Create an Azure Disk for persistent storage

An Azure Kubernetes cluster can use Azure Disks or Azure Files as data volumes. In this example, we will explore Azure Disk. You have the option of an Azure Disk backed by a Standard HDD or a Premium SSD

Get the AKS node resource group

AKS_NODE_RESOURCE_GROUP=$(az aks show --resource-group $AZURE_RESOURCE_GROUP --name $AKS_CLUSTER_NAME --query nodeResourceGroup -o tsv)

Create an Azure Disk in the node resource group

export AZURE_DISK_NAME=<enter-azure-disk-name>

az disk create --resource-group $AKS_NODE_RESOURCE_GROUP --name $AZURE_DISK_NAME --size-gb 2 --query id --output tsv

we are creating a Disk with a capacity of 2 GB

You will get the resource ID of the Azure Disk as a response which will be used in the next step

/subscriptions/3a06a10f-ae29-4242-b6a7-dda0ea91d342/resourceGroups/MC_testaks_foo-aks_southeastasia/providers/Microsoft.Compute/disks/my-test-disk

Deploy the app to Kubernetes

The azure-disk-persistent-volume.yaml file contains the PersistentVolume details. We create it in order to map the Azure Disk within the AKS cluster.

Notice that the capacity (spec.capacity.storage) is 2 GB which is same as that of the Azure Disk we just created

Update azure-disk-persistent-volume.yaml with Azure Disk info

  • diskName – name of the Azure Disk which you chose earlier
  • diskURI – resource ID of the Azure Disk

Create the PersistentVolume

kubectl apply -f azure-disk-persistent-volume.yaml

persistentvolume/azure-disk-pv created

Next we need to create the PersistentVolumeClaim which we will use as a reference in the Pod specification

we are requesting for 2 GB worth of storage (using resources.request.storage)

To create it:

kubectl apply -f azure-disk-persistent-volume-claim.yaml

persistentvolumeclaim/azure-disk-pvc created

Check the PersistentVolume

kubectl get pv/azure-disk-pv


NAME            CAPACITY   ACCESS MODES   RECLAIM POLICY   STATUS   CLAIM    STORAGECLASS   REASON   AGE
azure-disk-pv   2Gi        RWO            Retain           Bound    default/azure-disk-pvc            8m35s

Check the PersistentVolumeClaim

kubectl get pvc/azure-disk-pvc

NAME             STATUS   VOLUME          CAPACITY   ACCESS MODES   STORAGECLASS   AGE
azure-disk-pvc   Bound    azure-disk-pv   2Gi        RWO                           9m55s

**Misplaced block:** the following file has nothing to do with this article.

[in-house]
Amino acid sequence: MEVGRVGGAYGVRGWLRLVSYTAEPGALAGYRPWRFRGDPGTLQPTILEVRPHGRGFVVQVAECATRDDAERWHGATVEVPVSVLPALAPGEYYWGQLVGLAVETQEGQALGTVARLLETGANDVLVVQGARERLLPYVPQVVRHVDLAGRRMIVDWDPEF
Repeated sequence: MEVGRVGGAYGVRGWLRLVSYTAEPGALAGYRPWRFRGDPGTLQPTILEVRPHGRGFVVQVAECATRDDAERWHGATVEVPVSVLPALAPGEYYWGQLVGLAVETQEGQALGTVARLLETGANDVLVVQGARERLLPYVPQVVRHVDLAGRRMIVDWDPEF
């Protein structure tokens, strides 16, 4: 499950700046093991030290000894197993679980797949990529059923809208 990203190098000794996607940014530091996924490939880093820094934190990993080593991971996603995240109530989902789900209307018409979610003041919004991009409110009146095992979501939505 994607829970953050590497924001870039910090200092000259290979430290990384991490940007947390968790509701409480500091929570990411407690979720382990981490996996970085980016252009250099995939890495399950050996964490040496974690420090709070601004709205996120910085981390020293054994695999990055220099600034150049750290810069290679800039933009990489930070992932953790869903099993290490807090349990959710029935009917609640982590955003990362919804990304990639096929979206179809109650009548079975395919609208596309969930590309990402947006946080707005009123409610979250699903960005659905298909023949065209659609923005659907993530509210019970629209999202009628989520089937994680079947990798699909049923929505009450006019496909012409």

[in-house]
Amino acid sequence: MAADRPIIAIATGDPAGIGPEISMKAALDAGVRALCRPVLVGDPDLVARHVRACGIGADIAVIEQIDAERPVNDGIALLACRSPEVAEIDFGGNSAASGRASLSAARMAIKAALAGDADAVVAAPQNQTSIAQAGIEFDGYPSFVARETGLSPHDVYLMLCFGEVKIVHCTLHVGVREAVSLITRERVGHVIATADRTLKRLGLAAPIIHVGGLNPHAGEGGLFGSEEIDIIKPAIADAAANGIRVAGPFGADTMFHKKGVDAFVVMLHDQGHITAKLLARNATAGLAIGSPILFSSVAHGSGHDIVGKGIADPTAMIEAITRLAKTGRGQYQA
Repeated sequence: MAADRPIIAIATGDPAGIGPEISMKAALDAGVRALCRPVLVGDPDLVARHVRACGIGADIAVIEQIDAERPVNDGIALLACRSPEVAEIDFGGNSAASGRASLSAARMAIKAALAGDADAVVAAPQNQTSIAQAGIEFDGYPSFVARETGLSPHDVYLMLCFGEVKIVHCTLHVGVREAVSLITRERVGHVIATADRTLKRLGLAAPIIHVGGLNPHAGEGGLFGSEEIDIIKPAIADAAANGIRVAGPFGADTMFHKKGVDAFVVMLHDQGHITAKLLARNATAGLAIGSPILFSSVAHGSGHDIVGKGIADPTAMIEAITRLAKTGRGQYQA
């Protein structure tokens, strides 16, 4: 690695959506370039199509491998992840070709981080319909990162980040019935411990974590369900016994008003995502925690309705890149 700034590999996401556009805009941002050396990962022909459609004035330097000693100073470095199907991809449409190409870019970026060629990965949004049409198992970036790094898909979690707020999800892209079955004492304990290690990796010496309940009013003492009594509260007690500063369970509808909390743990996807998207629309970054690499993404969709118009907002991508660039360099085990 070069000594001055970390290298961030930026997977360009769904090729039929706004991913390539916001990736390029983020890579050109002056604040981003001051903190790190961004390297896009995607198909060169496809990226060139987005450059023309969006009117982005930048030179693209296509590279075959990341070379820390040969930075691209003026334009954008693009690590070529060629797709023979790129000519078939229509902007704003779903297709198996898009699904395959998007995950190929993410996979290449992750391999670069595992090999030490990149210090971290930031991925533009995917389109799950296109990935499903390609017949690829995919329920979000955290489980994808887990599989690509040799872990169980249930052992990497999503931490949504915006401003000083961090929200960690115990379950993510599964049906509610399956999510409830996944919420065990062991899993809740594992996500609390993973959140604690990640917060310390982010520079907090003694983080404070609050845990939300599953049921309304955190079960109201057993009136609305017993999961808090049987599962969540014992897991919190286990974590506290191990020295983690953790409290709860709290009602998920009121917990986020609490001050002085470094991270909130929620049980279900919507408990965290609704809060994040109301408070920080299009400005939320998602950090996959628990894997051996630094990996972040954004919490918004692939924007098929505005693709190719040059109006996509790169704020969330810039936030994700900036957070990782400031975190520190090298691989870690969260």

Notice (in the STATUS section of the above outputs) that the PersistentVolume and PersistentVolumeClaim are Bound to each other

Test

To test things out, we will use a simple Go app. All it does is push log statements to a file logz.out in /mnt/logs – this is the path which is mounted into the Pod

func main() {
    ticker := time.NewTicker(3 * time.Second)
    exit := make(chan os.Signal, 1)
    signal.Notify(exit, syscall.SIGTERM, syscall.SIGINT)
    for {
        select {
        case t := <-ticker.C:
            logToFile(t.String())
        case <-exit:
            err := os.Remove(fileLoc + fileName)
            if err != nil {
                log.Println("unable to delete log file")
            }
            os.Exit(1)
        }
    }
}

To create our app as a Deployment

kubectl apply -f app-deployment.yaml

Wait for a while for the deployment to be in Running state

kubectl get pods -l=app=logz

NAME                               READY   STATUS    RESTARTS   AGE
logz-deployment-59b75bc786-wt98d   1/1     Running   0          15s

To confirm, check the /mnt/logs/logz.out in the Pod

kubectl exec -it $(kubectl get pods -l=app=logz --output=jsonpath={.items..metadata.name}) -- tail -f /mnt/logs/logz.out

You will see the logs (just the timestamp) every 3 seconds. This is because the Azure Disk storage has been mounted inside your Pod

2019-09-23 10:00:18.308746334 +0000 UTC m=+3.002071866
2019-09-23 10:00:21.308779348 +0000 UTC m=+6.002104880
2019-09-23 10:00:24.308771261 +0000 UTC m=+9.002096693
2019-09-23 10:00:27.308778874 +0000 UTC m=+12.002104406
2019-09-23 10:00:30.308804587 +0000 UTC m=+15.002130219

Once you’re done testing, you can delete the resources to save costs.

To clean up

az group delete --name $AZURE_RESOURCE_GROUP --yes --no-wait

This will delete all resources under the resource group

That’s all for this blog! You saw how to attach and mount an Azure Disk instance to your app running in AKS using standard Kubernetes primitives like PersistentVolume and PersistentVolume. Stay tuned for more 😃😃

I really hope you enjoyed and learned something from this article! Please like and follow if you did. Happy to get feedback via Twitter or just drop a comment 👇👇

About Abhishek

Loves Go, NoSQL DBs and messaging systems
This entry was posted in kubernetes and tagged , , . Bookmark the permalink.